Plants. I bet you ate some today. Maybe you had some coffee in the morning. Toast. Maybe an avocado or some rice (rice for breakfast is pretty awesome). A salad! If you have a garden you’re probably wishing you had never planted ALL THOSE TOMATO plants right about now.
Every plant has a growing cycle, their germination, proliferation, flowering, fruiting and seeding based on levels of light, moisture and heat. Many people tend to think there are four seasons distinguished by their average temperatures and type of precipitation but in many climates the deciding factor between one season and another is usually amount of precipitation. Seasons dictate when animals ‘share the DNA’ to result in their young being born with the best conditions possible to ensure the safety and survival of the next generation. Migratory patterns of animals mean predators lie in wait to take advantage of a seasonal abundance.
Harvest is a time of abundance that can only be taken advantage of through hard work. As crops ripen in the fields and fruit hangs heavily on the boughs, people gather together to take in the bounty as efficiently as possible before the weather can destroy it, before food over-ripens, more opportunistic individuals take what isn’t theirs or before it simply passes through. Communities come together and use the best technology they can get their hands on to reap, pick and gather, working day and night. When the harvest has been accounted for is a time for rejoicing and partying before everyone is driven indoors to live off the food carefully processed and stored for the hungrier months.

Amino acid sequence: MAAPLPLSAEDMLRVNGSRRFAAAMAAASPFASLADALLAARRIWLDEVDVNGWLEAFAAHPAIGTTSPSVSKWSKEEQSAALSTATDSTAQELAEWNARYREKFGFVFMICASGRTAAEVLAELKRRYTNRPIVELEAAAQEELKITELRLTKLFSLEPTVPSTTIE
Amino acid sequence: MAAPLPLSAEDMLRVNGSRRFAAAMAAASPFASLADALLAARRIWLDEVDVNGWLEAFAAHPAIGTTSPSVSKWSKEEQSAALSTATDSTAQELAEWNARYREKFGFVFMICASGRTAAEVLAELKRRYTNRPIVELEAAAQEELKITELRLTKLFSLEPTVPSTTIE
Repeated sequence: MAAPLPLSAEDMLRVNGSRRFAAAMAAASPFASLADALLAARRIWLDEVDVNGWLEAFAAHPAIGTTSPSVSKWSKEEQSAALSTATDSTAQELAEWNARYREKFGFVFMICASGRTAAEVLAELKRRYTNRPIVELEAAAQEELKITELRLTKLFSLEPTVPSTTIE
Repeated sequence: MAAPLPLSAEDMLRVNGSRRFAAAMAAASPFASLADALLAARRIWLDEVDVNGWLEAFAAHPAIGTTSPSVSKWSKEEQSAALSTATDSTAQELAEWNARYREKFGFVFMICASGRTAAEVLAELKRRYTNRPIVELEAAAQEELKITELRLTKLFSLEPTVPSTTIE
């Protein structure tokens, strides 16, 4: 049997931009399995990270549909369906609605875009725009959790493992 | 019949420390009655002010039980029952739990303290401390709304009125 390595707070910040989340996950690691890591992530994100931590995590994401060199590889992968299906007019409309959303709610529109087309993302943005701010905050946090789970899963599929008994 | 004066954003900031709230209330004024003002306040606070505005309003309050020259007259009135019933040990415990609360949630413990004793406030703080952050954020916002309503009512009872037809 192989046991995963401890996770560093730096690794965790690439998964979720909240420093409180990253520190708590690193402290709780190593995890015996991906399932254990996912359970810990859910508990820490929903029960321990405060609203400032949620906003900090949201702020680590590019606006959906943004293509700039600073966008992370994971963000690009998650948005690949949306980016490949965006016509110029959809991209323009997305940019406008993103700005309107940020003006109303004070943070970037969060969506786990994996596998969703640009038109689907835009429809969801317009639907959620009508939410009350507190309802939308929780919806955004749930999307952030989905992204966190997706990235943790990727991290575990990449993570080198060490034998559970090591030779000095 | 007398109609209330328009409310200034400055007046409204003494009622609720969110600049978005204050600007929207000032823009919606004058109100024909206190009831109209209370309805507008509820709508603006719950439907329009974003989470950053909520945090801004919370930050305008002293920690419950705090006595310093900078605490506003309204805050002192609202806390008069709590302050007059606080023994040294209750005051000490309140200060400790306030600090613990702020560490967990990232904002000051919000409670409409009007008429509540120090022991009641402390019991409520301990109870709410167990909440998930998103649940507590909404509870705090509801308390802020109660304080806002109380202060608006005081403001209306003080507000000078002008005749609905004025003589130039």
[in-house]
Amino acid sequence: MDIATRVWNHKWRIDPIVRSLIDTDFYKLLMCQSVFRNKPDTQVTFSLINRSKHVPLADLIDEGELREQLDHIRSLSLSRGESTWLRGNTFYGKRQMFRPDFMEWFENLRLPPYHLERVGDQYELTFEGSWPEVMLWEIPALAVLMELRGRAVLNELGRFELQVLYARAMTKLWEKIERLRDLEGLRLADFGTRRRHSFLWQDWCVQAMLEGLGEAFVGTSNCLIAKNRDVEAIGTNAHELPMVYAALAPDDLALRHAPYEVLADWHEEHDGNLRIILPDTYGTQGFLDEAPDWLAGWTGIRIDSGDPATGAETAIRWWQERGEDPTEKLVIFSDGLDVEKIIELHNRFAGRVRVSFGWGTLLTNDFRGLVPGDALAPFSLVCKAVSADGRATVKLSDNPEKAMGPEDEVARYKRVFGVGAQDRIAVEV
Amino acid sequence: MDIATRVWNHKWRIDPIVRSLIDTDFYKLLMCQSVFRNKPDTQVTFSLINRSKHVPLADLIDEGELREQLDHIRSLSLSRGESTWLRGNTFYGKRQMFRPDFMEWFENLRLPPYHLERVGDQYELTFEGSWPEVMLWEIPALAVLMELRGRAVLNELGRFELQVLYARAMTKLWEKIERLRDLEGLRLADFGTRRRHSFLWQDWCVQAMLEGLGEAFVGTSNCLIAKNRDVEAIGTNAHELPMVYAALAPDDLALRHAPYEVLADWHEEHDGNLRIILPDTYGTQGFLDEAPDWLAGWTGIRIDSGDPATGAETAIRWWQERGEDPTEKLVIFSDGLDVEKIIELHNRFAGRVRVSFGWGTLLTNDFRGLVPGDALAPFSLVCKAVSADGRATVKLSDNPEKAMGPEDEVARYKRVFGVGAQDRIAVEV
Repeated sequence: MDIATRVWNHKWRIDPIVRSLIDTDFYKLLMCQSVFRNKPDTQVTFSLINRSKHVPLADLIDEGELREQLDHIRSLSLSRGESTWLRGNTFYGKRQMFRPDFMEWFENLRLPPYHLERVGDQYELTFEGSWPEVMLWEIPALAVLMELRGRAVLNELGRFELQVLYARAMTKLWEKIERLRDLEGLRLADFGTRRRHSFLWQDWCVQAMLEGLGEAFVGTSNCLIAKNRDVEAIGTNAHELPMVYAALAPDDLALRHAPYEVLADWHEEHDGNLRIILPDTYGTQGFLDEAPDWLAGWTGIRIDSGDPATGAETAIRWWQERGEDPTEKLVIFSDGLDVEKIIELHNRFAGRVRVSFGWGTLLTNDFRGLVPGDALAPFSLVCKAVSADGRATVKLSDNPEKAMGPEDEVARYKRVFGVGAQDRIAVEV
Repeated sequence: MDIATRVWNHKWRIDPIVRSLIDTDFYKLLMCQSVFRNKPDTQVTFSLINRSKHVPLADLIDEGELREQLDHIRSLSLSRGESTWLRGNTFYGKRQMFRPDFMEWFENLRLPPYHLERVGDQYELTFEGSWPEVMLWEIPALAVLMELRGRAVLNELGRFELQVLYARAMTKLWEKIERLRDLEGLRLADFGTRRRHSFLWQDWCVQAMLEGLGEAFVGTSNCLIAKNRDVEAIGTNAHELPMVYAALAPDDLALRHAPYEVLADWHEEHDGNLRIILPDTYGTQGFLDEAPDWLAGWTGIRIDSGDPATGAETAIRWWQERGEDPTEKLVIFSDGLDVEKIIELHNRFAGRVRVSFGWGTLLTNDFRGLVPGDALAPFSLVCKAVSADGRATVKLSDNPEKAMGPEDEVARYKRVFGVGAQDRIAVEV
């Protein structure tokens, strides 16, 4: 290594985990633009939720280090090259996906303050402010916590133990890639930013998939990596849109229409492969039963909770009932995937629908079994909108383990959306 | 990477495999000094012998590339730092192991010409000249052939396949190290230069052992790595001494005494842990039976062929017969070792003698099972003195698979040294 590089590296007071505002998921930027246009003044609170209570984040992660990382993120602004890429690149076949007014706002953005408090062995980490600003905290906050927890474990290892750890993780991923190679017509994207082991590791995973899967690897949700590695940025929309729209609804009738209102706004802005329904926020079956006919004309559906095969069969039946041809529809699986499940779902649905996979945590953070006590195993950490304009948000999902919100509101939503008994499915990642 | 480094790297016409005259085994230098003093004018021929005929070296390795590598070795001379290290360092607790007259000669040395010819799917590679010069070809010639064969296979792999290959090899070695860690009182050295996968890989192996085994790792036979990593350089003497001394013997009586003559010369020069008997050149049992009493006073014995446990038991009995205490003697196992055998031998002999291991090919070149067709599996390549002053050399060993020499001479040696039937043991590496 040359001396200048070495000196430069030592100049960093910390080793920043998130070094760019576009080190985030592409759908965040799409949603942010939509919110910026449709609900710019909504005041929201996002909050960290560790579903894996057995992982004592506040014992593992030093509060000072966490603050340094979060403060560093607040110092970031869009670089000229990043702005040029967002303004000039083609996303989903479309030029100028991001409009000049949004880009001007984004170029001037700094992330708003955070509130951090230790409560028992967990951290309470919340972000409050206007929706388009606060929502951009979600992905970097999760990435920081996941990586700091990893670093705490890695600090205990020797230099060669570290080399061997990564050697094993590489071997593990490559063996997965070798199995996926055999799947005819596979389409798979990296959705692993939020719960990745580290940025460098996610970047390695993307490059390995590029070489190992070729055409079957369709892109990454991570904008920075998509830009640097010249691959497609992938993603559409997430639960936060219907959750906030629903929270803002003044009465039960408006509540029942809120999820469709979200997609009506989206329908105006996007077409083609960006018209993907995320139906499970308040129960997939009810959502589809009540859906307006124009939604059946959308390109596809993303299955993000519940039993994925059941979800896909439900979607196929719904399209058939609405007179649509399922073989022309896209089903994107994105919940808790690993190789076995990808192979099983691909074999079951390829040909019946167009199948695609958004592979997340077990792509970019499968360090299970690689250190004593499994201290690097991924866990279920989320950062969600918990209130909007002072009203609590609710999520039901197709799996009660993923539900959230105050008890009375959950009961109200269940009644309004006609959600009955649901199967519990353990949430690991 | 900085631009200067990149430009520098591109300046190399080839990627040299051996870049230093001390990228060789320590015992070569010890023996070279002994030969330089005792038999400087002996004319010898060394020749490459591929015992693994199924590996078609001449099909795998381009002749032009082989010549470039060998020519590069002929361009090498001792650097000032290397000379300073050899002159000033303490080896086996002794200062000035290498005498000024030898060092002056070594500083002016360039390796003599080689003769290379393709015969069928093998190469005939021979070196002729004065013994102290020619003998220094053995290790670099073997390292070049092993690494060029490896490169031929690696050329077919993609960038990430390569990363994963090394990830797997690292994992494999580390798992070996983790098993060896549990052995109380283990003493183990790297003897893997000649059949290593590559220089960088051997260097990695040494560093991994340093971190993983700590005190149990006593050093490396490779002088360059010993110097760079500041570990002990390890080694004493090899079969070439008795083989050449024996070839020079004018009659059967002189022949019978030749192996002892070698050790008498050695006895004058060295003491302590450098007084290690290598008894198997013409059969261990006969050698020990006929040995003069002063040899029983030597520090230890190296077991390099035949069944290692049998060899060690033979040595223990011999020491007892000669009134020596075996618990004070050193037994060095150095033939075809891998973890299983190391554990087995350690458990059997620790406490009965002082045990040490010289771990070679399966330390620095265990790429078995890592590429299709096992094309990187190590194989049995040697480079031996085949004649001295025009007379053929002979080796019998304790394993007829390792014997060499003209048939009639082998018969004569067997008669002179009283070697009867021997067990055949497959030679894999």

All of us eat food and many cultures have celebrations tied to the harvesting of important crops such as rice, wheat, grapes, barley or animals like fish. Thanksgiving, the Moon Festival, Makara Sankranti, Lammas, Crop Over, Sukkot and more are important harvest festivals that take place the world over. Many cultures tie religious significance to the harvest, giving thanks to their deities, creation stories corresponding to the change in the land and the air. Some traditions call for people to return to their ancestral homes and give offerings to those who have returned to the earth. Others call for simply partaking in the bounty provided by nature and nurture. Special foods and drinks are made for these times. As the plants and animals wind down, people have a huge hurrah, making sure their lives go out with a bang of goodwill, good cheer and positive energy.
As the seasons turn, people gather and assess what the next few months might look like for their bellies. Harvest festivals provide great opportunities for PCs to come together and interesting backdrops for many encounters.
- What are the seasons like in the region? What defines them? Heat or lack thereof? Precipitation? How many seasons are there?